March 3 (Bloomberg) -- Dozens of tornadoes cut a path across five states in the U.S. Midwest and South yesterday, smashing houses and damaging schools. At least 27 people were killed, the Associated Press reported.
The storms, the second swarm this week, hit hardest in southern Indiana, northern Kentucky and northern Alabama. Kentucky Governor Steve Beshear declared a statewide emergency, allowing municipalities to access state resources for public safety and recovery efforts, according to an e-mailed statement.
Fourteen people died in Indiana, 12 in Kentucky and one in Ohio, AP reported, citing state authorities.
At least 44 tornadoes were reported in five states, according to the U.S. Storm Prediction Center in Norman, Oklahoma. Watches were in effect in nine states, meaning the storms had a good chance of forming. Weather service radar was tracking potential cyclones in Indiana, Kentucky, Alabama, Tennessee and Ohio.
In Clark County, Indiana, a high school was “extensively damaged,” said Major Chuck Adams of the sheriff’s office.
“There is a lot of extensive damage from Borden, Indiana, in the western part of the county all the way to the eastern part,” Adams said by telephone yesterday. “The hardest hit was Henryville, about 19 miles north of the Ohio River.”
As many as 23,000 customers lost power, according to a statement from the Kentucky governor’s office. Heavy damage was reported in Morgan, Trimble, Pendleton and Kenton counties, according to the statement.
Flash flooding was reported on U.S. 25 and KY 1344 in Middlesboro, Kentucky, the state said.
The outbreak of storms arrived earlier than tornado clusters usually form, Greg Carbin, warning coordinator meteorologist at the Storm Prediction Center in Norman, Oklahoma, said in a telephone interview. These types of storms are more common at the end of March or April, he said.
The tornadoes were also unusually powerful and long-lived, Carbin said.
“These were very strong, violent tornadoes and not only were they strong and violent but they were on the ground for a long period of time,” he said.
The outbreaks are caused in part by warm, moist air from the Gulf of Mexico feeding large winter-type storms, he said.
Cincinnati-Northern Kentucky International Airport was closed from about 4:30 p.m. to 5:35 p.m. local time yesterday because of debris on the runway, Barbara Schempf, a spokeswoman for the airport in Cincinnati, said in a telephone interview.
“We had to remove debris that came from the storm, papers, and tree limbs and that,” Schempf said. “But we’re back and open.”
Tornadoes also touched down north of Huntsville, Alabama, damaging a high school, said Paige Colburn, an officer with the Huntsville-Madison County Emergency Management Agency.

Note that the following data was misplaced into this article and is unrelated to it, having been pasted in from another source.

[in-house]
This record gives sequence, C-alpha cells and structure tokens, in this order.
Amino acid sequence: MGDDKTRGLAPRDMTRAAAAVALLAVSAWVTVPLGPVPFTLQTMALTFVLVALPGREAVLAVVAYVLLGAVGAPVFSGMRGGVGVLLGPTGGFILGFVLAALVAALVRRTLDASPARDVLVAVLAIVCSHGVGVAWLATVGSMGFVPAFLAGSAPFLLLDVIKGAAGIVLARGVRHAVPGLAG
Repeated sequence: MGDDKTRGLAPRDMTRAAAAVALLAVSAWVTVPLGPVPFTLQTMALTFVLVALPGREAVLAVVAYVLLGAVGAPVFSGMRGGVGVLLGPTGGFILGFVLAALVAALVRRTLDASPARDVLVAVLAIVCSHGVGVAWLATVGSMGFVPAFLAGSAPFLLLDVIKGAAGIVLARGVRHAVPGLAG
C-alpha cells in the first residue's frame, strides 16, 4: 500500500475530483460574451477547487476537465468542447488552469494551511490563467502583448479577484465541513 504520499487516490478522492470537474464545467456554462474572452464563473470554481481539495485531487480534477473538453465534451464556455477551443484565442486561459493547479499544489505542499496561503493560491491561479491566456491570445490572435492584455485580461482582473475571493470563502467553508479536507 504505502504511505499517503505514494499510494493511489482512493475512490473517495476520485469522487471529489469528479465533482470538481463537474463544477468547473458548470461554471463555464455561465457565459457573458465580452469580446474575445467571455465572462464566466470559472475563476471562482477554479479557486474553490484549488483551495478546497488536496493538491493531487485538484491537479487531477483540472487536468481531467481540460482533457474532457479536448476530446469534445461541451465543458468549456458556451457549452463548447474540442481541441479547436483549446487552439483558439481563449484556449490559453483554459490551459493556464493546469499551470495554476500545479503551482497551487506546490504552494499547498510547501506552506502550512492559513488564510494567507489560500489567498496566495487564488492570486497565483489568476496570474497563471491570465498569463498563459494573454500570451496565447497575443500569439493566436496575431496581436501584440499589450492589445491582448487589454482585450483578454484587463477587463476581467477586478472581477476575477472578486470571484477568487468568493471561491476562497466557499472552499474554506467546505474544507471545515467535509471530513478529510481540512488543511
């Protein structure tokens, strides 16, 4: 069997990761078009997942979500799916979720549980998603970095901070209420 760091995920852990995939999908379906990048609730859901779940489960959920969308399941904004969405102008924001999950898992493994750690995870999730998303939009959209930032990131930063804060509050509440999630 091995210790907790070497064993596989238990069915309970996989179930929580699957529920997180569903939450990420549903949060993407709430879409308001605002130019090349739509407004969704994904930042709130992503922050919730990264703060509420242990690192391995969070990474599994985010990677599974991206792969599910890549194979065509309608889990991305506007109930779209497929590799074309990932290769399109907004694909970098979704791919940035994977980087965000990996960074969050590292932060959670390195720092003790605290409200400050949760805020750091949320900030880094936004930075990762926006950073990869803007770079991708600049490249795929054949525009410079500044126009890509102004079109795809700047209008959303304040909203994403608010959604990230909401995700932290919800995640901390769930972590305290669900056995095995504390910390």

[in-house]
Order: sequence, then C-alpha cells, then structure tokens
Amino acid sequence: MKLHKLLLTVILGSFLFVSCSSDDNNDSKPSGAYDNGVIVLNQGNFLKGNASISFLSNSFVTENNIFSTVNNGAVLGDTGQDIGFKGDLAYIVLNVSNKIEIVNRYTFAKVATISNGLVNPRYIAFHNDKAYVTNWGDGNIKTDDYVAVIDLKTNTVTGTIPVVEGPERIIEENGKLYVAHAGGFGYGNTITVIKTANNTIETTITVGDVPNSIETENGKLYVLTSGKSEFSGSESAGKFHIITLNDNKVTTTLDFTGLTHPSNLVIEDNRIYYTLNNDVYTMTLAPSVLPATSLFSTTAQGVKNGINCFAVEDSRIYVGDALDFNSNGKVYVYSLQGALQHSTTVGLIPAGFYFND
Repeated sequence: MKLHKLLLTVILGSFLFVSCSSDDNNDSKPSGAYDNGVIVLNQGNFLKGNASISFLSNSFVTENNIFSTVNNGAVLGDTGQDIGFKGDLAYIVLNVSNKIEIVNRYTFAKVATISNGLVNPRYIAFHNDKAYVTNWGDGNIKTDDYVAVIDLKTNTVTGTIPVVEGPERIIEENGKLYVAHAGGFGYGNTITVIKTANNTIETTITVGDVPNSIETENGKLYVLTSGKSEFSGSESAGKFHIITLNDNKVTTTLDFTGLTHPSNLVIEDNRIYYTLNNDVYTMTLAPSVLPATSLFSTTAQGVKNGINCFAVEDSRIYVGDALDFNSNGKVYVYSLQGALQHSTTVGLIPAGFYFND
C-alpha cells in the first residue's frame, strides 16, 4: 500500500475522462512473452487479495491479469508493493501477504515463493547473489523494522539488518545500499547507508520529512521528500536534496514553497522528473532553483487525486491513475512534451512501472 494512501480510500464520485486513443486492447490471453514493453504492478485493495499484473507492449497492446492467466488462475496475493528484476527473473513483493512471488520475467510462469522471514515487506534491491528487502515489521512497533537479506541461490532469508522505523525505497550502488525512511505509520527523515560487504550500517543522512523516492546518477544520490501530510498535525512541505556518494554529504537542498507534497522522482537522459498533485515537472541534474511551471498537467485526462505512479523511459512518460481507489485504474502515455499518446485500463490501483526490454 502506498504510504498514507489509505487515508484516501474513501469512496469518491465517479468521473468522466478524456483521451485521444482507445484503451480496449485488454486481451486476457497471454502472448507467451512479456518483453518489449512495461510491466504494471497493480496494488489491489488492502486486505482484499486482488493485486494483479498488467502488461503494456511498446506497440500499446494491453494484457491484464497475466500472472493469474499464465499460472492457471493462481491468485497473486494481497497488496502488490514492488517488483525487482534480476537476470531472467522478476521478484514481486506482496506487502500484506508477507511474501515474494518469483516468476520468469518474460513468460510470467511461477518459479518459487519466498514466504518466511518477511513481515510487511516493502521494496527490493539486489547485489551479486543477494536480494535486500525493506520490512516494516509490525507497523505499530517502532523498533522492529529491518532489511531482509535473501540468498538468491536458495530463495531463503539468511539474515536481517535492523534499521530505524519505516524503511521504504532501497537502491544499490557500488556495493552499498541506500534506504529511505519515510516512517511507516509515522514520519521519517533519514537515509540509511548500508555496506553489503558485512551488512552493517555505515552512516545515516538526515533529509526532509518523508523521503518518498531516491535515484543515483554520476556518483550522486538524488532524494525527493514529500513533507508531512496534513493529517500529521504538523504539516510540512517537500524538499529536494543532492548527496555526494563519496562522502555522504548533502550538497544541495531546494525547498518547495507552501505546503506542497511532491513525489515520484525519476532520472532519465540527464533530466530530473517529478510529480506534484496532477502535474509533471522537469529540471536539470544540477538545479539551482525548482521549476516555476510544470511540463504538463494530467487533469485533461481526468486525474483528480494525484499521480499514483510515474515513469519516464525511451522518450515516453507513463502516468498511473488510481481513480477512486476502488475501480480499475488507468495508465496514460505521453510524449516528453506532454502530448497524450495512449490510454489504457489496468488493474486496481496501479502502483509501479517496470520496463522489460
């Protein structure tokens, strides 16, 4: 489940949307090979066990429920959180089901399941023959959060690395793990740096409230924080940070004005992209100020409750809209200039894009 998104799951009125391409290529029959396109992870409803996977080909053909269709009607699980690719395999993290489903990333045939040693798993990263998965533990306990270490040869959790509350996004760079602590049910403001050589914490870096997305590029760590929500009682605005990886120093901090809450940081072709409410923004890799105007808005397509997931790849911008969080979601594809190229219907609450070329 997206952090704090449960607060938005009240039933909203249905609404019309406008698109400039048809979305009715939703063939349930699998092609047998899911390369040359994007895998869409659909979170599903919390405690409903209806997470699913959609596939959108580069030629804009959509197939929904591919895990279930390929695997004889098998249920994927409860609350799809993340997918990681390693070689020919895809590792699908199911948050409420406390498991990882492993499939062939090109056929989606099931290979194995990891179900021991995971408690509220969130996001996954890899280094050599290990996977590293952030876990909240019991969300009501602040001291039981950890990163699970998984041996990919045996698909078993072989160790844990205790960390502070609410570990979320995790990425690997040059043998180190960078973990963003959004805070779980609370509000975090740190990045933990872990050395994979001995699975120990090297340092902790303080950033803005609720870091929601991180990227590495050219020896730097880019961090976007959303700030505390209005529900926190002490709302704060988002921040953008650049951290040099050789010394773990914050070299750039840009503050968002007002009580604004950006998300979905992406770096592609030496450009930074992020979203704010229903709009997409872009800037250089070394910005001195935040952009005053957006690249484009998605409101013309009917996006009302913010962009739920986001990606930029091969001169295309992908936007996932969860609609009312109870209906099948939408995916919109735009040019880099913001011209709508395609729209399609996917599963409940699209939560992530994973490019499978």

“We’re getting a lot of injury reports and a lot of reports of damage,” Colburn said. She couldn’t say how much damage or how many injuries may have occurred at the school.
Storms in Limestone and Madison counties, Alabama, had destroyed 40 homes and damaged 150 as of 4 p.m. local time yesterday, according to the Alabama Emergency Management Agency’s website. Both counties proclaimed local emergencies, and Madison County opened a Methodist church as a shelter, the agency said.
A 300-yard wide tornado struck near Posey County, Indiana, about 145 miles (248 kilometers) west of Louisville, Kentucky, according to the storm center.
Tornadoes ripped across the central U.S. earlier this week, killing at least 12 people, according to an e-mailed statement from risk-modeling firm Eqecat in Oakland, California. One of those systems was confirmed to be an EF-4, the second-most powerful. It hit Harrisburg, Illinois, leaving six people dead, according to the storm center.
The same storm system snarled air traffic along the East Coast and brought snow to Boston.
Thunderstorms and tornadoes across the U.S. in 2011 killed at least 552 people, the most in 75 years, and caused $25 billion in insured losses, making them the deadliest type of natural disaster last year, according to the Insurance Information Institute in New York.
From 1991 to 2010, tornadoes caused 30 percent of all catastrophic losses in the U.S., second only to hurricanes, which accounted for 44 percent, according to the institute.
On the northern side of yesterday’s system, winter storm warnings and advisories were issued for Wisconsin and northern Michigan.
Wind gusts as intense as 60 miles (97 kilometers) per hour are expected early today along Lake Ontario and Lake Erie, including Buffalo and Cleveland, the weather service said.
In Milwaukee, 6 to 8 inches (15 to 20 centimeters) of snow may fall, and across northern Michigan as much as 8 to 14 inches may be on the ground by today. Chicago rain was expected to change to snow, making travel difficult.
Air traffic delays of more than two hours were reported at Chicago’s O’Hare International Airport yesterday, according to the FAA.
The Florida Devision of Emergency Management encouraged residents and visitors in an e-mailed statement to “exercise caution” as the storm system moved into the Florida Panhandle. The system is expected to reach Florida’s Big Bend today and northeast Florida later today, the agency said.
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